MEDIUM: It is such an exciting time to be a filmmaker. I do not believe the notion that the cinema is dying or dead because it’s amazing what technology can do to the cinematic storytelling. What’s great about film is it constantly reinvents itself. It started as a sheer novelty, those images moving on the screen.
Then it went and every step of the way a new technology started being added — sound, color.
What happens is the film grammar of storytelling evolves and changes as well. The technology goes directly with the evolution of the storytelling.
The way films look —it started with old 35mm motion picture cameras, to color with the three-strip Technicolor, to cameras that weighed hundreds of pounds and had to be on dollies and cranes — that was the film grammar of the day.
The limitations of the technology being used to shoot the films set up what we’ve learned as film grammar.
Then, we came to lighter cameras, to handheld cameras, steady cams, and on and on, all the way down to now.
There’s a unique thing to a GoPro.
There’s a unique thing to an iPhone — the way things are shot and the way it’s held. It just gives it a vibrancy you’ve never been able to have before.
I believe new film grammar is going to come from these things.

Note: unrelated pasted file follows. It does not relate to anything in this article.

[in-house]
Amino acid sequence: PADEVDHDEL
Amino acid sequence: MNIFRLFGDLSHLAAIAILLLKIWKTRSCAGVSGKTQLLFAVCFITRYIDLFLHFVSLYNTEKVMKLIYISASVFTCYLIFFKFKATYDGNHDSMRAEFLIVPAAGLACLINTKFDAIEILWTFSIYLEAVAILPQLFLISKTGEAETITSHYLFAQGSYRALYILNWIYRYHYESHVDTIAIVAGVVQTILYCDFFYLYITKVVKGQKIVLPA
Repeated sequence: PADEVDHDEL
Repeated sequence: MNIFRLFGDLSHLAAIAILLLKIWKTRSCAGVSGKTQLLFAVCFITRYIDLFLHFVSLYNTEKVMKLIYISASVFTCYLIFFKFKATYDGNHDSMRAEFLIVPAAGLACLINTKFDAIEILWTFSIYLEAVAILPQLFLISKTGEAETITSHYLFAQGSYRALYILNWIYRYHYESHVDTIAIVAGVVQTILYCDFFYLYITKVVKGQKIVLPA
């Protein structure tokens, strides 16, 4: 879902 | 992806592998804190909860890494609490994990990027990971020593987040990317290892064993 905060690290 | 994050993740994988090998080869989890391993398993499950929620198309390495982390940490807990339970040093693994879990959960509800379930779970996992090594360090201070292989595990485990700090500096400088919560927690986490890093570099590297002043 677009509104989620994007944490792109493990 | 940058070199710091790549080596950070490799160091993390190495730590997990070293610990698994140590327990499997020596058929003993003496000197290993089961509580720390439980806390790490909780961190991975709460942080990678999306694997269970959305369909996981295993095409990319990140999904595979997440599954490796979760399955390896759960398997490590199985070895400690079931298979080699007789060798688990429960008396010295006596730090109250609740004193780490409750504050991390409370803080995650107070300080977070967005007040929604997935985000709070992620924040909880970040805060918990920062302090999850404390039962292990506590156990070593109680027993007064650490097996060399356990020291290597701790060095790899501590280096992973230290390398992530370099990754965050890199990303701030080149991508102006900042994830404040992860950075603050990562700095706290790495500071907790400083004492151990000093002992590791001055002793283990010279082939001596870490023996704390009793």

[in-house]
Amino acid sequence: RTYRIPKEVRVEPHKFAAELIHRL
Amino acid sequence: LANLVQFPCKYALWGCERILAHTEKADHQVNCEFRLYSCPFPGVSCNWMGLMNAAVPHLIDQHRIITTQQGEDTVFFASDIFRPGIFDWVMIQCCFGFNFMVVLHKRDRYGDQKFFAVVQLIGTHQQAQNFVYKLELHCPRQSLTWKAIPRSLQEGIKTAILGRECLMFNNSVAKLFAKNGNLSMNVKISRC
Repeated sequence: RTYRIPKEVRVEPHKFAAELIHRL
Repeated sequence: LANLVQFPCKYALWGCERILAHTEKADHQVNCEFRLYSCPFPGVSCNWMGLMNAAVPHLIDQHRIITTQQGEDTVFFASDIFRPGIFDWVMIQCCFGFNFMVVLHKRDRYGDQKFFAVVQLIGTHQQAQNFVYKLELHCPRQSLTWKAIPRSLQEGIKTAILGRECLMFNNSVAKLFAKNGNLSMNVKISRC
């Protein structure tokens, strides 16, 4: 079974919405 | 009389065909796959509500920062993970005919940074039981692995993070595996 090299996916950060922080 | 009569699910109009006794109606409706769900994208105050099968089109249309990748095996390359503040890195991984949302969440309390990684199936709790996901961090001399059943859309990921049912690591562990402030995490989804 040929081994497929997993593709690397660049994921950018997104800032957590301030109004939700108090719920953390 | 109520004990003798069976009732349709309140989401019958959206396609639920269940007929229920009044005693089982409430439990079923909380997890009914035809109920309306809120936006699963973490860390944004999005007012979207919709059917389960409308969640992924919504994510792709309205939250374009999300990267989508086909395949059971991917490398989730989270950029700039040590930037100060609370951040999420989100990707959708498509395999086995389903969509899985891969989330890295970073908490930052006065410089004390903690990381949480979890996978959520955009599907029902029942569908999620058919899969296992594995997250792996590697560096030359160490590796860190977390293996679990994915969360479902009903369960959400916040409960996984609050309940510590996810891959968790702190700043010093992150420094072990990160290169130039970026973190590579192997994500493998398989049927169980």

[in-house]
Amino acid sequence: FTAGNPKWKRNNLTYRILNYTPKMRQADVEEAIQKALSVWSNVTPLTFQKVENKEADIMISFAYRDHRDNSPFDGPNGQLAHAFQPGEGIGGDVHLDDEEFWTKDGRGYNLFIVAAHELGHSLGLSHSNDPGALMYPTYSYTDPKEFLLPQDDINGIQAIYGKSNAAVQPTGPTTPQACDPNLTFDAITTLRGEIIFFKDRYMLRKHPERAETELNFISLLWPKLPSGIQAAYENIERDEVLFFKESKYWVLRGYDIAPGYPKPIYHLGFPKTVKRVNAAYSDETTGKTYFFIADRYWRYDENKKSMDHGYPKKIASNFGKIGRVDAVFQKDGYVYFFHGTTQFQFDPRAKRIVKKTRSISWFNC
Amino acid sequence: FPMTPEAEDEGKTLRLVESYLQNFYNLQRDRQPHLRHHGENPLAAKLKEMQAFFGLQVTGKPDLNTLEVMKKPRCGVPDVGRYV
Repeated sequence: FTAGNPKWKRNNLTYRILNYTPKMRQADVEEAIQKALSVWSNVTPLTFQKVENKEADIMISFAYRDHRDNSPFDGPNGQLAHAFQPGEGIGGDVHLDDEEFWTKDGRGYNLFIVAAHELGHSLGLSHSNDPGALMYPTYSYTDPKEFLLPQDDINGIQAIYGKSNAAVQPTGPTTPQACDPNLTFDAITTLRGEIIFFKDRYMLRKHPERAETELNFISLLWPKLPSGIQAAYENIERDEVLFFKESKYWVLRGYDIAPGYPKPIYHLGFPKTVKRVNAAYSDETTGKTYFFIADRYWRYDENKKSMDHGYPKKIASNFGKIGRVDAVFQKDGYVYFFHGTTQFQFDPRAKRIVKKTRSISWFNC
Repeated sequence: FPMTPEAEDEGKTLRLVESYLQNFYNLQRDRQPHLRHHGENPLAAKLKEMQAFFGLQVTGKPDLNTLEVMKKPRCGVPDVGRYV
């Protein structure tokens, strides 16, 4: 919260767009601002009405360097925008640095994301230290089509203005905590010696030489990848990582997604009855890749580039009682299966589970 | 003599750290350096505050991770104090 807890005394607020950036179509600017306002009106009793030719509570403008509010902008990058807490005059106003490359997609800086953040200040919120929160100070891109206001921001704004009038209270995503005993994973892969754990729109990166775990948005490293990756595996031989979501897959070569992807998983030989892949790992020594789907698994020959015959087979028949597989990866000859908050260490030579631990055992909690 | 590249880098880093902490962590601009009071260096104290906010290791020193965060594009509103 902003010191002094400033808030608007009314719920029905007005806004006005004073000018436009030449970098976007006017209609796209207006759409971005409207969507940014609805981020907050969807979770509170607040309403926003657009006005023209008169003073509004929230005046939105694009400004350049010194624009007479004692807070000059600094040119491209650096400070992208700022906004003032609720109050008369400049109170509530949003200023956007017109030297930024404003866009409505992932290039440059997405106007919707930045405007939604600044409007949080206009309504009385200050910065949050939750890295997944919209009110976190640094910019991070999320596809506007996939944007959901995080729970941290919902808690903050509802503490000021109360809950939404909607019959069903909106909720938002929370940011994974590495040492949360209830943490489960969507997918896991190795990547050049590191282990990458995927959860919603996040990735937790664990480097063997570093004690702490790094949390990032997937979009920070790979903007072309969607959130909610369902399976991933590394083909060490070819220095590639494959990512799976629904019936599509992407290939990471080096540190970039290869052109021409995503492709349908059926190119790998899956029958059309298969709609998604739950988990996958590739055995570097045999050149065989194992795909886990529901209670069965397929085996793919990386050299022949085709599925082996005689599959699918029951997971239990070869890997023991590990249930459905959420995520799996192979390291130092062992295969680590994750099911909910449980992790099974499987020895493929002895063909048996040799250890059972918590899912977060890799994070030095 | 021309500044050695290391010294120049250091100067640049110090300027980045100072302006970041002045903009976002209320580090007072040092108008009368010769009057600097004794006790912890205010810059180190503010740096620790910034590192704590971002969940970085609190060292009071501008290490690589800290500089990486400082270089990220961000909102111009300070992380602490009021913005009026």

It evolves, it changes, and it’s in great part because of the technology.
In my own field, in animation, a seminal film in the history of animation is Snow White and the Seven Dwarfs, Walt Disney’s first feature-length film.
People thought Walt was insane.
“People aren’t going to sit still for a feature-length cartoon. Are you nuts?”
But Walt was a visionary.
Walt saw beyond what people were used to. They were used to the short cartoon.
It’s interesting how people cannot see beyond what they’re used to.
There’s a famous statement by Henry Ford that before the Model T if you asked people what they wanted, they would say, “A faster horse.”
My own partner at Pixar for 25 years, Steve Jobs, never liked market research. Never did market research for anything.